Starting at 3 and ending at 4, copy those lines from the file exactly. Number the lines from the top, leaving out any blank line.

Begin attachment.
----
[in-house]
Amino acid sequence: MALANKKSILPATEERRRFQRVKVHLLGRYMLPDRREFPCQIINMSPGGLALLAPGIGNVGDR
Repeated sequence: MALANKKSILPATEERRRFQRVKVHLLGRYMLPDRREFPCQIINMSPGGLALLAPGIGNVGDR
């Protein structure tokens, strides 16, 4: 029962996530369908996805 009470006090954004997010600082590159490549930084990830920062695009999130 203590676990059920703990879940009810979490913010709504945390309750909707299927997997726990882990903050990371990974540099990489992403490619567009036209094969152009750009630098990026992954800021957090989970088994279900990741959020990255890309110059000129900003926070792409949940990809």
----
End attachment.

Repeated sequence: MALANKKSILPATEERRRFQRVKVHLLGRYMLPDRREFPCQIINMSPGGLALLAPGIGNVGDR
């Protein structure tokens, strides 16, 4: 029962996530369908996805 009470006090954004997010600082590159490549930084990830920062695009999130 203590676990059920703990879940009810979490913010709504945390309750909707299927997997726990882990903050990371990974540099990489992403490619567009036209094969152009750009630098990026992954800021957090989970088994279900990741959020990255890309110059000129900003926070792409949940990809």